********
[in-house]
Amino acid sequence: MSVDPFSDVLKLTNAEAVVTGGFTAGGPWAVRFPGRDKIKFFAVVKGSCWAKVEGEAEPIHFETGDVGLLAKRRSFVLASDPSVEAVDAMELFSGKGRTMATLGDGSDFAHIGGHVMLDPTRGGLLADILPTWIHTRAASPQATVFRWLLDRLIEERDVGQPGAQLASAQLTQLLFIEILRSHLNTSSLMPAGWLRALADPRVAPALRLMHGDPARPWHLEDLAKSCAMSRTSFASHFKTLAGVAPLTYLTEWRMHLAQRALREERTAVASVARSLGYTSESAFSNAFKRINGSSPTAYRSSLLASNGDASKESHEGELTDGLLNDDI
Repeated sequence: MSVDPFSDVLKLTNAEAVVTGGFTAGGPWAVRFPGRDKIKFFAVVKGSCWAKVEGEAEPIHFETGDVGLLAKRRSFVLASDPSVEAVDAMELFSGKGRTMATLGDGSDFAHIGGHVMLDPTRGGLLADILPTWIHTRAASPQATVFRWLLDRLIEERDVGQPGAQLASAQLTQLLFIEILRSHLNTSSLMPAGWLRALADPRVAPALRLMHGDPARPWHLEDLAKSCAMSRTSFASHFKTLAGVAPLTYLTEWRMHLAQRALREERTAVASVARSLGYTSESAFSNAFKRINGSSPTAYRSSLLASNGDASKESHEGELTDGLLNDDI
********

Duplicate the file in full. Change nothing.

[in-house]
Amino acid sequence: MSVDPFSDVLKLTNAEAVVTGGFTAGGPWAVRFPGRDKIKFFAVVKGSCWAKVEGEAEPIHFETGDVGLLAKRRSFVLASDPSVEAVDAMELFSGKGRTMATLGDGSDFAHIGGHVMLDPTRGGLLADILPTWIHTRAASPQATVFRWLLDRLIEERDVGQPGAQLASAQLTQLLFIEILRSHLNTSSLMPAGWLRALADPRVAPALRLMHGDPARPWHLEDLAKSCAMSRTSFASHFKTLAGVAPLTYLTEWRMHLAQRALREERTAVASVARSLGYTSESAFSNAFKRINGSSPTAYRSSLLASNGDASKESHEGELTDGLLNDDI
Repeated sequence: MSVDPFSDVLKLTNAEAVVTGGFTAGGPWAVRFPGRDKIKFFAVVKGSCWAKVEGEAEPIHFETGDVGLLAKRRSFVLASDPSVEAVDAMELFSGKGRTMATLGDGSDFAHIGGHVMLDPTRGGLLADILPTWIHTRAASPQATVFRWLLDRLIEERDVGQPGAQLASAQLTQLLFIEILRSHLNTSSLMPAGWLRALADPRVAPALRLMHGDPARPWHLEDLAKSCAMSRTSFASHFKTLAGVAPLTYLTEWRMHLAQRALREERTAVASVARSLGYTSESAFSNAFKRINGSSPTAYRSSLLASNGDASKESHEGELTDGLLNDDI